Where to Find Capital for Your Awesome Idea

  •    Law graduate and journalist who specializes in helping entrepreneurs market and grow their businesses.

Getting funding for your business is one of the most important and difficult steps in becoming an entrepreneur. The road between startup and profitability needs to be paved with your undivided effort, talent and creativity.

But don't worry — if you're not sure where to begin, this article will help. Here you'll find tried and tested ways to raise money in the early stages of your small business or solopreneuer venture. They aren't listed in any particular order because there is no "best" order. No single way works for every business. Each path to funding has its pros and cons. Carefully consider your mission and your own resources when reviewing these options for your funding journey.

Here are five popular funding options:

1. Crowdfunding

If your business produces a consumer product, then crowdfunding may be exactly what you need. Put simply, crowdfunding allows you to presell your product. If enough people buy during your presale, you'll receive the money and fulfill the orders. If the sales don't reach your goal, then everybody walks away without losing any money. Look at popular crowdfunding sites like Kickstarter and GoFundMe for more information.

Pro tip: You'll want a marketing campaign in place for this route. Getting the word out and alerting media are important to a successful crowdfunder.

2. Personal Loans & Credit

If you really believe in your business then you might choose the high risk path of funding on personal credit — whether from banks, friends or family. Many great businesses have started this way, but it's a dangerous path. This should probably be considered as a last resort, but shouldn't be ruled out entirely. In fact, if you rule it out too readily, it can be seen as a lack of faith in your business plan.

3. Angel Investors

This is the classic arrangement of “you do the work and I'll supply the capital." If you choose this path, you'll need to meticulously map out your business relationship before signing the dotted line. Get a lawyer to help with this part. Seriously. Working out the kinks now is so much better than working them out in the future.

If you take this route, be sure to keep an open mind. Many times, your investor will want to be involved in management. That's not always a bad thing. Most of your angel investors will have gotten that way by being shrewd in business. Use their expertise.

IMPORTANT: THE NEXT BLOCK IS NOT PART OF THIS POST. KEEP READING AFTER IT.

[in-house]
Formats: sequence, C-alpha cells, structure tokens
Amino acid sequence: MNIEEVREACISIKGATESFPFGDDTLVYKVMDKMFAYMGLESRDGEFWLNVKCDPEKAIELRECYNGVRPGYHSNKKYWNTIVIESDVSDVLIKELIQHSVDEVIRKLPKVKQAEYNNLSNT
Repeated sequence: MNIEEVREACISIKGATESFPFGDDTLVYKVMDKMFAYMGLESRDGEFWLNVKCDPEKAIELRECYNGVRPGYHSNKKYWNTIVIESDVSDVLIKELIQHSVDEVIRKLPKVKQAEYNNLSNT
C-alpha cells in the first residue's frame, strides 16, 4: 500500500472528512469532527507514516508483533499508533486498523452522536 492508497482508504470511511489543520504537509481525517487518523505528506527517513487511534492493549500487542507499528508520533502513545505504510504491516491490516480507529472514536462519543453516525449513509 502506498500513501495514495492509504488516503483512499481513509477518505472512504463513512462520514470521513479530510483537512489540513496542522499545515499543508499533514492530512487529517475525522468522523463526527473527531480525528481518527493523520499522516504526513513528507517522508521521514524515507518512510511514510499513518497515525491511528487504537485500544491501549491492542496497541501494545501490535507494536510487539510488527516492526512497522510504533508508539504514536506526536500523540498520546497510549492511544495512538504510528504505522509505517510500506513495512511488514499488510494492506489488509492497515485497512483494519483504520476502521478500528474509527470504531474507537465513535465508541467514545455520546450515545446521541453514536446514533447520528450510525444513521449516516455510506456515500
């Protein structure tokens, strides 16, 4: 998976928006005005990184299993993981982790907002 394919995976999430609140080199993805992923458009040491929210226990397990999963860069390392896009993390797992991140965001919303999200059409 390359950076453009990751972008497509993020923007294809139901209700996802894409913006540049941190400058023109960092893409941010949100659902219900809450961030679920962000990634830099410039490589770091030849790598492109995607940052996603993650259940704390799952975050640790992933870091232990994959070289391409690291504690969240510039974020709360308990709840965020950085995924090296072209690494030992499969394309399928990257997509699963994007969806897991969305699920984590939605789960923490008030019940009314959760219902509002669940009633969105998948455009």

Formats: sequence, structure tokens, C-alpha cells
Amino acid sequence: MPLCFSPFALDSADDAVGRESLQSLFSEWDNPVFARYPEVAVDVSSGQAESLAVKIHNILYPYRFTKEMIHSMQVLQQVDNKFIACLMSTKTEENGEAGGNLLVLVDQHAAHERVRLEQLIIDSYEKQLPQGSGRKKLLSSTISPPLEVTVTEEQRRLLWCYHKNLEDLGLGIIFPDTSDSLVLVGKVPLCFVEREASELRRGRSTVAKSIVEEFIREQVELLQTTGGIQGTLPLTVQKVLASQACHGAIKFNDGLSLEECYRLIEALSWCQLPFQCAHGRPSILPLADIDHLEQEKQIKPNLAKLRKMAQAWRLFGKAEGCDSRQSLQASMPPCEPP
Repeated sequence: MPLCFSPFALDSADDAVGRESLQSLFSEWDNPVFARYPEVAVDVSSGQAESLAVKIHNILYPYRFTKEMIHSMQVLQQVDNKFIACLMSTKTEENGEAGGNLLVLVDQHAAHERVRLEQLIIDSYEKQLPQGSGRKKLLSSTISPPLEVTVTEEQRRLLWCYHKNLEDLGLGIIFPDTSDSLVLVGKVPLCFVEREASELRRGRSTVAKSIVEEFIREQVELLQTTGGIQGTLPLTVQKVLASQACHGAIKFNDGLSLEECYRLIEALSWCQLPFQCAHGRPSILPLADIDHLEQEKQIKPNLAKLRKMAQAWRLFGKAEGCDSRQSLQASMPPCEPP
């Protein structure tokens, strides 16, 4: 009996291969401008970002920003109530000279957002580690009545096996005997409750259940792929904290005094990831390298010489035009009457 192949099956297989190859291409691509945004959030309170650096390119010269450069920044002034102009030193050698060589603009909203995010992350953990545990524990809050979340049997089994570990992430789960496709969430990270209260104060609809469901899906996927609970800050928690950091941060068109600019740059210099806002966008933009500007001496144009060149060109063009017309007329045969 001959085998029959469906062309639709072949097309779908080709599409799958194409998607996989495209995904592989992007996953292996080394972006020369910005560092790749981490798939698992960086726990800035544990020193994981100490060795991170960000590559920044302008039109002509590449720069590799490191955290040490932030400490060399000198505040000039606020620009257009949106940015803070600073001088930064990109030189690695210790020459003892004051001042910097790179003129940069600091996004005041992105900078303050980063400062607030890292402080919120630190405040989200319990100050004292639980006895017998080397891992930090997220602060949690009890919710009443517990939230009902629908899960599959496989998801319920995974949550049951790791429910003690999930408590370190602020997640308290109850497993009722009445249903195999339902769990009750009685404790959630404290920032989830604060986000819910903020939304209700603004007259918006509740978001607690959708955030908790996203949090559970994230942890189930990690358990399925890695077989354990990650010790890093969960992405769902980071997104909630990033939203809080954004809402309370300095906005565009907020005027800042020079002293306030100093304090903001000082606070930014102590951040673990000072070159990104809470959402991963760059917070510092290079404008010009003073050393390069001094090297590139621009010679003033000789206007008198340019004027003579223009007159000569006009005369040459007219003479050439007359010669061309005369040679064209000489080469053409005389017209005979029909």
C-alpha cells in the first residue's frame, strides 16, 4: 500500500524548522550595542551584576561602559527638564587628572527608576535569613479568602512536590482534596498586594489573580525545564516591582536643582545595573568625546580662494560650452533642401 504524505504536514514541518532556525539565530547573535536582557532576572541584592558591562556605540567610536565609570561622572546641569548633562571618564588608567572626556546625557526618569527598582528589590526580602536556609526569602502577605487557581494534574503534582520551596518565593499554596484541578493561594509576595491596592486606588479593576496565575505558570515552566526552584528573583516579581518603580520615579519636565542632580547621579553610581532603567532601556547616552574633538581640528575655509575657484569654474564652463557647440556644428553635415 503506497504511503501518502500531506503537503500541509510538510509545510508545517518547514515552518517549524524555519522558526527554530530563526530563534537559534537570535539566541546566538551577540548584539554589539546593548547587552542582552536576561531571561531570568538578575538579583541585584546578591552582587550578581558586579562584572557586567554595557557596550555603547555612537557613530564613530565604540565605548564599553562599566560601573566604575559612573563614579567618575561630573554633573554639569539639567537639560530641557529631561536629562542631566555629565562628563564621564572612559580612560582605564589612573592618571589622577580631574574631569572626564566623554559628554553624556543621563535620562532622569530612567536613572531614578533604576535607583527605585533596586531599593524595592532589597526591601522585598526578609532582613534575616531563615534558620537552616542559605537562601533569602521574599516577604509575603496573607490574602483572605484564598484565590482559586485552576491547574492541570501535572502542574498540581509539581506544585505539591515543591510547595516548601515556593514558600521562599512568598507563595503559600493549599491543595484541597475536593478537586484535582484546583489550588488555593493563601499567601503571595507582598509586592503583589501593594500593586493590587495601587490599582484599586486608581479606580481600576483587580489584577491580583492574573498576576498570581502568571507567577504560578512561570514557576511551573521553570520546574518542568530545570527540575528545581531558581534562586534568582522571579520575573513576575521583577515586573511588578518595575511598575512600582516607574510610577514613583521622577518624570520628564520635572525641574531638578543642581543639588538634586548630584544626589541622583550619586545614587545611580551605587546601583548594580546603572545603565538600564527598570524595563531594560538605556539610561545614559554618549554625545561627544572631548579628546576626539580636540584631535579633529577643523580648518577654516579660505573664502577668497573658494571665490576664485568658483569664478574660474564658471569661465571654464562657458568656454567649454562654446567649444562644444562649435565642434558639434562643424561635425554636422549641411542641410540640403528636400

Go with someone you already know, if possible. If you don't know any good candidates personally, start networking on AngelList and at local business mixers. You never know which contact might turn into a successful partnership.

4. Grants

If you find a grant that fits your small business or solo venture, seriously consider applying. It may feel like buying a lottery ticket, but many of these grants have few, if any, applicants. In some cases, the more specific and obscure the grant, the better your odds. You can start your search at Grants.gov.

5. Incubators

If you already have a team, then consider spending a few weeks with an incubator. They usually take a chunk of your equity, which is a bummer, but they provide an accelerated path to market compared to doing it on your own. In addition, their stake in your venture will provide them incentive to work hard on your behalf. Many companies have found funding due to their participation in a business incubator.

You can find incubators at places like the International Business Innovation Association, 500 Startups, CSI Kickstart, local SBA offices and more.

The next two options are also popular, but aren't the best choices for a new business:

Small Business Loans

You might have an incredible idea and an enticing pitch, but the banks still might not catch your vision. If your new business has no steady income and nothing to use as collateral, you'll have a difficult time getting a loan from a bank. Learn more about applying for a small business loan.

Venture Capital

You will see exceptions to this rule, but don't be fooled. There is little chance that a venture capital firm is going to invest in a new business. If you have an established business or strong connections you'll have a better shot, otherwise it's best to consider other options.

Conclusion

You've got your work cut out for you, but don't be discouraged. The longer you work at getting your business funded, the more likely it becomes. Just keep at it and never lose sight of your goals. And remember: you'll attract more flies with honey than vinegar. A positive attitude goes a long way.